Special Edition X —
Salmonella Saintpaul Outbreak…
FDA’s Contempt For Industry
Causes Pain And Suffering
Consumer Watchdogs Ignore
Current Outbreak In Pursuit of Predetermined Agenda
Jim Prevor’s Perishable Pundit, July 10, 2008
The Center for Science in the Public Interest (CSPI) and the Consumer Federation of America (CFA) held a press conference issuing a statement headlined as Emergency Regs Needed for Tracking Produce, Food Groups Say.
The gist of their proposal is two-fold:
First, they issued an “urgent plea to Dr. Andrew von Eschenbach” who is the commissioner of the FDA, to issue an “emergency regulation” requiring “traceability for produce.”
Second, the groups also urged the agency to require growers and packers to have written food safety plans.
Caroline Smith DeWaal is the food safety director for the CSPI and she is an earnest, intelligent woman. She is knowledgeable and does a great press conference.
The problem here is that you have groups such as CSPI having goals that were established long before this outbreak and they attempt to use the news to buttress the case for things they want anyway.
We think Caroline wants to make food safer, so we would encourage her to look hard at this specific outbreak and see what can be learned.
The first and most obvious thing is that whatever the problems may be with traceback, this outbreak indicates a problem with our public health system’s epidemiological efforts — not a problem with traceback.
At the very beginning of this outbreak, we published a piece by Jim Gorny, PhD, Executive Director, Postharvest Technology Research & Information Center, University of California, Davis, entitled Tomato/Salmonella Situation Cries For Improved Epidemiology, and he warned us that what slows these things down is epidemiology, not trace back.
Later we published an interview with Michael T. Osterholm, PhD, MPH, Director, Center for Infectious Disease Research and Policy, University of Minnesota, entitled Dr. Michael Osterholm, Esteemed Authority On Public Health, Speaks Frankly About The FDA, The CDC And The Incompetent Management Of The Salmonella Saintpaul Tomato Outbreak Investigation. In this article, Dr. Osterholm very clearly said that the CDC efforts on this matter have been inept and that they were unlikely to find the source BECAUSE OF THEIR INEPTNESS, specifically their failure to trace back the control group.
Traceback only comes into play after epidemiology is done identifying the items implicated. If epidemiology doesn’t tell us whether it is cilantro, tomatoes, jalapenos, Serrano peppers, tortillas or premade salsa — a direct video hookup to the farmer installed on every produce item won’t help solve the outbreak.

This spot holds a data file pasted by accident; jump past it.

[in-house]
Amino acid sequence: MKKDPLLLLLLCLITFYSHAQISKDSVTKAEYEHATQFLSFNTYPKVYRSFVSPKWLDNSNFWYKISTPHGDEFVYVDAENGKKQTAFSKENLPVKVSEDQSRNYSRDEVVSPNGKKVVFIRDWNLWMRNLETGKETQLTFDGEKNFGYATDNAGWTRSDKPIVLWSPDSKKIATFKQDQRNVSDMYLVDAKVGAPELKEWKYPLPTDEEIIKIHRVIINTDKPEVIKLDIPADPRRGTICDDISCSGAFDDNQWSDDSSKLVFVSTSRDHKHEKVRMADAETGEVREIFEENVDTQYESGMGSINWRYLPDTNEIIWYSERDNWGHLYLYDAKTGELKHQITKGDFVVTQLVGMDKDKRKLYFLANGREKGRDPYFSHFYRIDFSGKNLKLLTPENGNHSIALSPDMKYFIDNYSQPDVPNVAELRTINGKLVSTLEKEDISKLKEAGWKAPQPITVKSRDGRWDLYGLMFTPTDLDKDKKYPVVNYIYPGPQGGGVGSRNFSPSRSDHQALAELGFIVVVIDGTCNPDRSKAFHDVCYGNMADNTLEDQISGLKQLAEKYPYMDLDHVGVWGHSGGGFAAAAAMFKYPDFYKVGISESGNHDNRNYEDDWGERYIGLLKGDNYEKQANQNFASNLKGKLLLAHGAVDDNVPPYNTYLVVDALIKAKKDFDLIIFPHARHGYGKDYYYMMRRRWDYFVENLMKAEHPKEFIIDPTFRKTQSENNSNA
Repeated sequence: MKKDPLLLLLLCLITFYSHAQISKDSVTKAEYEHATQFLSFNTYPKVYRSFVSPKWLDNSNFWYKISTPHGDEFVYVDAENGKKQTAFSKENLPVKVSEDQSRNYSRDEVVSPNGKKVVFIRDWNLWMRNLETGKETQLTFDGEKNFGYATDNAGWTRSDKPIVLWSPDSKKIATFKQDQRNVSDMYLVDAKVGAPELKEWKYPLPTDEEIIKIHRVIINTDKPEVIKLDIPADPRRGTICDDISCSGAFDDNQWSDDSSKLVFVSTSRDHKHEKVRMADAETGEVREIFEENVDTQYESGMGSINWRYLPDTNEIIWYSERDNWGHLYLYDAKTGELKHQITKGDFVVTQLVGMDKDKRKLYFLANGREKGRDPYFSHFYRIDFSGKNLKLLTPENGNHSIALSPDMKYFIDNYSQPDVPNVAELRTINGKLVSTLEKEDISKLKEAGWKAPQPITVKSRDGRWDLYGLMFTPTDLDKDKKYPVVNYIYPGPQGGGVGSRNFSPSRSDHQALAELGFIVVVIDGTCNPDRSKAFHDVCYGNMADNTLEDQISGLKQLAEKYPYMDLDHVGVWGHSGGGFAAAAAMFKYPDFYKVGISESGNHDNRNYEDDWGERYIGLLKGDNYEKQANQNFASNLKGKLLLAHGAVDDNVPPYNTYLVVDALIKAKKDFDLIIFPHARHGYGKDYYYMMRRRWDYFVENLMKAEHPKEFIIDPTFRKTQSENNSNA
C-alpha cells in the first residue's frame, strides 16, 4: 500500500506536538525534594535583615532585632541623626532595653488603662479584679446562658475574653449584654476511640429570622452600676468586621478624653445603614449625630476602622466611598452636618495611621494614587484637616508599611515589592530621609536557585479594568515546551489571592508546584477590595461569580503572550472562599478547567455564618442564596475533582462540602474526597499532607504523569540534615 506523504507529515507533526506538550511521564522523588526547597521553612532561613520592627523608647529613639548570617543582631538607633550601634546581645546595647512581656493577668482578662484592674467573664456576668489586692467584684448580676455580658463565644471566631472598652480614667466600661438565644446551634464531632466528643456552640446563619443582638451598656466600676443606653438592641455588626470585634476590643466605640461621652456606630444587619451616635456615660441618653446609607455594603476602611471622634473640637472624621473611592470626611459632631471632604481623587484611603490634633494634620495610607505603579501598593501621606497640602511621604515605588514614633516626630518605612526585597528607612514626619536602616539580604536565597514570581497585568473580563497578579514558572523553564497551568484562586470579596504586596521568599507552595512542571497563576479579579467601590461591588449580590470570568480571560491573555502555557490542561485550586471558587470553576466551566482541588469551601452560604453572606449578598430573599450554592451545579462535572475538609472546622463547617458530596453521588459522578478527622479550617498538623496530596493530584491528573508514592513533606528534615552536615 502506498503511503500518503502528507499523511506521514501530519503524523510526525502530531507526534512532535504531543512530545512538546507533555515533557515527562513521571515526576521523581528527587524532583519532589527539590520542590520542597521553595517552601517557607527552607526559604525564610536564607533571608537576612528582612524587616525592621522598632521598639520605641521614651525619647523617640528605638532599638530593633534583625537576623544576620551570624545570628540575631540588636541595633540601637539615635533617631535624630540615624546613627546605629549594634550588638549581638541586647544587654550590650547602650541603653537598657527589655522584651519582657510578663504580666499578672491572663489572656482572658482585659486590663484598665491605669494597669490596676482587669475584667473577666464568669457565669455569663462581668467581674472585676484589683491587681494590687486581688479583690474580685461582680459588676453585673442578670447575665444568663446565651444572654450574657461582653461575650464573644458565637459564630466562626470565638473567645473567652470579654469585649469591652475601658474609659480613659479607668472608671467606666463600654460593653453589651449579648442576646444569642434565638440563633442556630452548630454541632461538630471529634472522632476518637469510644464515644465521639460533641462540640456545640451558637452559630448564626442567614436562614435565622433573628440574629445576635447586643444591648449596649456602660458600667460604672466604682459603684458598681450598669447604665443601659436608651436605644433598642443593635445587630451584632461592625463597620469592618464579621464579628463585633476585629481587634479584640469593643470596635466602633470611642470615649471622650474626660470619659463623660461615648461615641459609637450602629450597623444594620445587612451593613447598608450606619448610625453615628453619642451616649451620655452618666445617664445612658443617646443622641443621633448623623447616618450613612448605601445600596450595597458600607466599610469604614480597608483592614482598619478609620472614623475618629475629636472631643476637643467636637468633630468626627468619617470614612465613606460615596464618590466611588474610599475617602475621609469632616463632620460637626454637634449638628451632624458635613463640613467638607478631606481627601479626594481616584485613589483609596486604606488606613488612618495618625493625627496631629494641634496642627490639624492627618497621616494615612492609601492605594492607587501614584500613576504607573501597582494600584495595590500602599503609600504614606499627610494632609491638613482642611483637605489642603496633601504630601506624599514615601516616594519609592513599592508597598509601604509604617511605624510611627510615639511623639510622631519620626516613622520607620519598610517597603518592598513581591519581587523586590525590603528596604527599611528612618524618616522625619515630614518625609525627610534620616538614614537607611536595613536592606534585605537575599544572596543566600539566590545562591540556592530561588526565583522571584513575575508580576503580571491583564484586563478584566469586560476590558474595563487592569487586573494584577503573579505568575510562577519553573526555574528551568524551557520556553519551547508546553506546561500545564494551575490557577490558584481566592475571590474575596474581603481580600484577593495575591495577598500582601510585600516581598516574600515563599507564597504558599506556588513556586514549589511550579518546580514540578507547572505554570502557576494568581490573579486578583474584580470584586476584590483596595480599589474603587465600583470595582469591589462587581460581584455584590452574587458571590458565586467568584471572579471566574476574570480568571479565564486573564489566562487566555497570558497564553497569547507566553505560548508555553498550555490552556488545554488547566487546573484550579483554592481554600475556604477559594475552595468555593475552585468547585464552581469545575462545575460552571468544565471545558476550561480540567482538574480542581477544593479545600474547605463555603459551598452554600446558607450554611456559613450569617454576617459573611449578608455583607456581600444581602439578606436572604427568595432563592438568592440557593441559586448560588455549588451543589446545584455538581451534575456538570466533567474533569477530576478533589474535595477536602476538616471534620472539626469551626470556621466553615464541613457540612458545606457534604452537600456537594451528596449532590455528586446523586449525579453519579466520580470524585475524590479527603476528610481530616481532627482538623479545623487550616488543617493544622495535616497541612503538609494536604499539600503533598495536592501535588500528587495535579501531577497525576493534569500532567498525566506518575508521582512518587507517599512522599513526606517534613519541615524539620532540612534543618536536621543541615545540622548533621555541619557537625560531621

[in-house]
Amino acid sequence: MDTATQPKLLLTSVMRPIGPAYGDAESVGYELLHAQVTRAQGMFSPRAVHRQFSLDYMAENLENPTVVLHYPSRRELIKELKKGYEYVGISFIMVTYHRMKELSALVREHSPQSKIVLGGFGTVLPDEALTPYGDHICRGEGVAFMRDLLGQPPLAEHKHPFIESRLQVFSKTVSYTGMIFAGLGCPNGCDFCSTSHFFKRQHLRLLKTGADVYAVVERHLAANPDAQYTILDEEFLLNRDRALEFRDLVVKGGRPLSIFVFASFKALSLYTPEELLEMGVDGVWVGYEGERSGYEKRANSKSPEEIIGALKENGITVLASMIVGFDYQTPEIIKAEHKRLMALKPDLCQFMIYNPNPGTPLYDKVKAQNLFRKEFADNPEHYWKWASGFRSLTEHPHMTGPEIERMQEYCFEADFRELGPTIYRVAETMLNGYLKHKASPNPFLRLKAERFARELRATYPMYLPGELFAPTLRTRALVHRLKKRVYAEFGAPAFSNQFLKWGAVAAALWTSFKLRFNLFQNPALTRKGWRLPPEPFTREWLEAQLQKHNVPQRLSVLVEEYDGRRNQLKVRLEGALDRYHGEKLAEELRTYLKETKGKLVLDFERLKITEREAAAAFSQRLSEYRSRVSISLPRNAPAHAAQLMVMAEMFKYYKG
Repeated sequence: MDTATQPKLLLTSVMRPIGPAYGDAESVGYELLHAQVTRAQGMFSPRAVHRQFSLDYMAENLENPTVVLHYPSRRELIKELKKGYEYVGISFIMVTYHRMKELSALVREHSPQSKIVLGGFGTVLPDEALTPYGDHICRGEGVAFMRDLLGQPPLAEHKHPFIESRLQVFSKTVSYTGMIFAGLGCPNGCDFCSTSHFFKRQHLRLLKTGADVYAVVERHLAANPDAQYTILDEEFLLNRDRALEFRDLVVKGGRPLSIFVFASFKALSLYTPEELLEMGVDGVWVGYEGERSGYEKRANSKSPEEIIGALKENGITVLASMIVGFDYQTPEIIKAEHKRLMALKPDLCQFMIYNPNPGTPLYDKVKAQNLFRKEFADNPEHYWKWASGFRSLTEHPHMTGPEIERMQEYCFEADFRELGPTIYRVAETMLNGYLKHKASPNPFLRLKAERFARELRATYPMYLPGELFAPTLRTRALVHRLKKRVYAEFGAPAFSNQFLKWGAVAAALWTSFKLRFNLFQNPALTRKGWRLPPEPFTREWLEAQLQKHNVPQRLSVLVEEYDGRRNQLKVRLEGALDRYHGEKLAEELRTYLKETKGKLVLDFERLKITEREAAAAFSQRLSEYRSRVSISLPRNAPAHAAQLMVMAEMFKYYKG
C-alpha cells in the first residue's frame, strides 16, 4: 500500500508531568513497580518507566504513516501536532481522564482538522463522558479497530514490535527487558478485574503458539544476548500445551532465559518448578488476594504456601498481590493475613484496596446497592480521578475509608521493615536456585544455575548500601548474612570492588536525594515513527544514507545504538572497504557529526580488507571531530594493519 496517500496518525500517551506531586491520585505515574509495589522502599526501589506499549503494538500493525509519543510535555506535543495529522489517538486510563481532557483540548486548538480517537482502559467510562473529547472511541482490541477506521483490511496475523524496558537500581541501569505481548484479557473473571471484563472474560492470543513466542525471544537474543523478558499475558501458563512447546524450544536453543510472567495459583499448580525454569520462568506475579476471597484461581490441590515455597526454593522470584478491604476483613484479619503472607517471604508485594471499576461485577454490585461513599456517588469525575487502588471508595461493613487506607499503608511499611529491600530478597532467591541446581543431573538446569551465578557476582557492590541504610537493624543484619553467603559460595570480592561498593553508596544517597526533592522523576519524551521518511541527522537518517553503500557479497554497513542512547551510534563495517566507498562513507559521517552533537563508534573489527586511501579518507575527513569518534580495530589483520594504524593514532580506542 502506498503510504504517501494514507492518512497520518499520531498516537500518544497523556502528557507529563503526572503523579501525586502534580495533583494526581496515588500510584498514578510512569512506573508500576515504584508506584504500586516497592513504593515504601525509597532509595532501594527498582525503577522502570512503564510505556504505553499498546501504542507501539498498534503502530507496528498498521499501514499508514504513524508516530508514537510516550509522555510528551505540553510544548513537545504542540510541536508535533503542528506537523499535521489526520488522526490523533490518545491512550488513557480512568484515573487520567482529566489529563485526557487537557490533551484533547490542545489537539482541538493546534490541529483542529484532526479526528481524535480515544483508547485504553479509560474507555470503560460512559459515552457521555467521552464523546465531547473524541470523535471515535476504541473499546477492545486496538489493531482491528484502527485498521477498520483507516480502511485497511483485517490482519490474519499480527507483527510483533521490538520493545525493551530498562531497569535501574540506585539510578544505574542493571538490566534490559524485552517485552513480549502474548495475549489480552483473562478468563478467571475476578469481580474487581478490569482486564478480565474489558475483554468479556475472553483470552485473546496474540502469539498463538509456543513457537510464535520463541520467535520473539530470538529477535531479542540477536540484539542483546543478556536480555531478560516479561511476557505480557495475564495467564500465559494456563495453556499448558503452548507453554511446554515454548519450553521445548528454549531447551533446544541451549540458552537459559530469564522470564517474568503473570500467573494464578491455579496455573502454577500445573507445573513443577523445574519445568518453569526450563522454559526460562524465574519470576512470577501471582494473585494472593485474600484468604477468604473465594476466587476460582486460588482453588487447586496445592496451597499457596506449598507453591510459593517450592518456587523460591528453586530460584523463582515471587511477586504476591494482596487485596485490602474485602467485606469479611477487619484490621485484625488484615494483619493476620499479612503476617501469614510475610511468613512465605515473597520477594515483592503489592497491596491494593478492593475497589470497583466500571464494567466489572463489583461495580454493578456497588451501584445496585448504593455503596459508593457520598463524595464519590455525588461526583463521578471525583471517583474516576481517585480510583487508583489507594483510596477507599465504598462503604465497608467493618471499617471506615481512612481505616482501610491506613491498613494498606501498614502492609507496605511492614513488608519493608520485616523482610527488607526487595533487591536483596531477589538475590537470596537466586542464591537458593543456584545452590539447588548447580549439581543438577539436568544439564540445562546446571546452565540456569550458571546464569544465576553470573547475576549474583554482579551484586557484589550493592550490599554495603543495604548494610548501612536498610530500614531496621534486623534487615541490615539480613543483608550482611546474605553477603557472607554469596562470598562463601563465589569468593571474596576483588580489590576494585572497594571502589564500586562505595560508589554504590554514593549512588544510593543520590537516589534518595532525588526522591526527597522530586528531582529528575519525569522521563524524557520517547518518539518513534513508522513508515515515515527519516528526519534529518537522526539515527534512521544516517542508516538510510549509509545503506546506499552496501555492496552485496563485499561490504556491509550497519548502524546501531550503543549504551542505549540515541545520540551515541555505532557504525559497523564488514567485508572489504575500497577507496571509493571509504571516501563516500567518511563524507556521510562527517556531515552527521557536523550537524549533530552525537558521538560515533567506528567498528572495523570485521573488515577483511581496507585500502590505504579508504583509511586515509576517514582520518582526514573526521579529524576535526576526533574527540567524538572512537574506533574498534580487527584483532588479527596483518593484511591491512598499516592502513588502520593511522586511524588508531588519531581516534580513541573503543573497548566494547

As far as having a written food safety plan, we don’t know any large, mainstream operators who do not. Somehow we suspect that CSPI’s earnestness on all these issues will falter when they learn that the practical effect of demanding all these things will drive small organic growers, Amish farmers, etc., out of business.
Be that as it may, we don’t see requiring a food safety plan as an issue, but find the call to be begging the question: What should be in such a plan, who should write it? Must it be certified? By what party? Where do they want the plans held?
Once again, it is basically impossible to be a mainstream grower selling to McDonald’s, Costco, Wal-Mart, Sysco, etc., without being audited numerous times both by third-party auditors and by customers — and you can’t be audited without written plans to audit against.
So this call by the CSPI is odd. The only practical consequence would be to smother tiny growers with expenses they couldn’t handle. It is highly predictable that should such a regulation ever be considered, the organic groups and others will call for an exemption based on small size and get it. So the practical effect of this regulation would be to say that everyone who already has a written food safety plan would have to spend money on “certifying” it in some way.
Net, net, net — there would be no increase in food safety, just another lawyer’s cash cow.
It is very hard to make progress on food safety if the players don’t really look at each outbreak to see what we can learn from it. This one teaches us that changes are needed at CDC and FDA, and that should have been the focus of the CSPI and CFA statement.